End Modern Slavery Initiative Actby Senator Bob Corker
Posted on 2015-12-17
CORKER. Mr. President, I also rise to applaud Congress for
including important funding in the Omnibus appropriations bill that
will help in our efforts to fight human trafficking and slavery around
the world through the End Modern Slavery Initiative Act.
I think most Americans would be stunned to know that over 27 million people are enslaved in more than 187 countries, including our own. Over 27 million people are enslaved today. That is more than four times the population of my home State of Tennessee.
Modern slavery comes in many forms and it preys on women and children the most. This brutal, multibillion-dollar industry deprives individuals of their basic human rights. Rather than holding a schoolbook, children in India are stacking bricks. Rather than sitting in a classroom, young girls in the Philippines are sitting in brothels forced into sexual servitude. In Ghana, young boys are forced into a life of slavery on fishing boats, and worldwide men and women hoping only to better the lives of their families are stripped of their passports and trafficked for labor.
I cannot thank the Senator from Texas enough for the incredible efforts he put forth to ensure that we do everything we can in our own country to keep this from happening. He has been heroic.
These are our daughters, sons, mothers and fathers, and that is why it is so important that we take bold action. Those who have been fighting this heinous crime for years all say that to end the practice of modern slavery, we need a reliable baseline data and consistent, effective monitoring and evaluation. They also say that what is most critical in this fight is the need for a focused, sustained effort that can leverage and coordinate private and government funding. That is where the End Modern Slavery Initiative Act comes into play.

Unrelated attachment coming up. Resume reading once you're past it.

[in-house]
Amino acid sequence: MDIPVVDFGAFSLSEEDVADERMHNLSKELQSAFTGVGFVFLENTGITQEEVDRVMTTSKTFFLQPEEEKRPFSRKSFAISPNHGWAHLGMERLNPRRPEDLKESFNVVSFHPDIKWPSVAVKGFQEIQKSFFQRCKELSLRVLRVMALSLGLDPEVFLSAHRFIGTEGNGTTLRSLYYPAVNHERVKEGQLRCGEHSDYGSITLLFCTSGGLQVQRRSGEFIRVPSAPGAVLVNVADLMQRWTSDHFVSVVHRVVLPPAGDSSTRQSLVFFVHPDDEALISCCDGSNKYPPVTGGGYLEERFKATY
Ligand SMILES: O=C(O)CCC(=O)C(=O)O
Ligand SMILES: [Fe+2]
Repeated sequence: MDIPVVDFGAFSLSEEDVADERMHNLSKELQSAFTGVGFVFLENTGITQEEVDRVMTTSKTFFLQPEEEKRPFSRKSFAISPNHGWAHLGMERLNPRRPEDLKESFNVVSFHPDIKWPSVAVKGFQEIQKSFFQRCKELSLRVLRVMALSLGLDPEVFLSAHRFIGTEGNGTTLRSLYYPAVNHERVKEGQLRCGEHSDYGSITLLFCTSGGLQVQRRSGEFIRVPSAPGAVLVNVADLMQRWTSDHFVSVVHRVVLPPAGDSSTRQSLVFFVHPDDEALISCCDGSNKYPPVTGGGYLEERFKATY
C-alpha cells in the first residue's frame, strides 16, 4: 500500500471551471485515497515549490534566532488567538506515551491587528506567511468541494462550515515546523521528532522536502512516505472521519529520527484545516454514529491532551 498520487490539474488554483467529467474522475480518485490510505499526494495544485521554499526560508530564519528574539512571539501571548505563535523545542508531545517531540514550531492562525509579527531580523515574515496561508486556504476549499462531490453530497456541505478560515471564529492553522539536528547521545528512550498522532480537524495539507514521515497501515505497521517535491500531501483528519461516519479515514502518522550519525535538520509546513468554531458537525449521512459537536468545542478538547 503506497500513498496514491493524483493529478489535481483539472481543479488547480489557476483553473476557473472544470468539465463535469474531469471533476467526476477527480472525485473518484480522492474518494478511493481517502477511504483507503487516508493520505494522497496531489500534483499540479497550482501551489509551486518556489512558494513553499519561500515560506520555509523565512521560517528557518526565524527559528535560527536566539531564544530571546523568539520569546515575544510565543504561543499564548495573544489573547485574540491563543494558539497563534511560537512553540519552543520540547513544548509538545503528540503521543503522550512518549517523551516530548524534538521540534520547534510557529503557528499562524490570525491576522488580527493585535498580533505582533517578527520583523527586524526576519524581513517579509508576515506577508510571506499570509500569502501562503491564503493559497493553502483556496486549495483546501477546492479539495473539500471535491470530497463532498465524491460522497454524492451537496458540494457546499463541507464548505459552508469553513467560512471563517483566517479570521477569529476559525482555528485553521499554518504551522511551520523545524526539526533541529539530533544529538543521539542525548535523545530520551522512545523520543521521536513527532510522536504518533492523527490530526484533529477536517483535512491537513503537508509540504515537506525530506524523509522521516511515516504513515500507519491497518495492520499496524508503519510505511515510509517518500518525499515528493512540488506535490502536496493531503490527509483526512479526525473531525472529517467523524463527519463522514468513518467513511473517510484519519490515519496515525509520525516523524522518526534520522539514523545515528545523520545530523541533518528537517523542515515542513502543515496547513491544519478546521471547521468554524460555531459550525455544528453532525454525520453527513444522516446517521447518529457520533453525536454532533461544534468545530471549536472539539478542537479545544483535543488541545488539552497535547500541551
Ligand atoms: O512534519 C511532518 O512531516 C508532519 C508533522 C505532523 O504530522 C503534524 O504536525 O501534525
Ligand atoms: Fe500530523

This bold, bipartisan initiative has received broad support from over 90 industry experts, nongovernmental organizations, and faith-based groups. This initiative will seek to raise $1.5 billion--more than 80 percent of which is expected to come through matching funds from private sector and foreign governments--to fight slavery worldwide. This model is designed to leverage limited foreign aid dollars and galvanize tremendous support and investment from the public sector, philanthropic organizations, and the private sector to focus resources responsibly where this crime is most prevalent.
The Omnibus appropriations bill that we will vote on this week brings us one step closer to making this initiative a reality with a $25 million downpayment. There are many complex problems facing this country that demand our attention but perhaps none whose existence threatens the very concept of what it means to live in a free society. Ending modern slavery and human trafficking will not come easy, but we have a moral obligation to try, and I am proud--really proud--that Congress is taking that step and investing in this critical fight.
With that, I yield the floor and thank the Senator from Texas for allowing me to speak at this time.
The PRESIDING OFFICER (Mr. Cassidy). The Senator from Texas.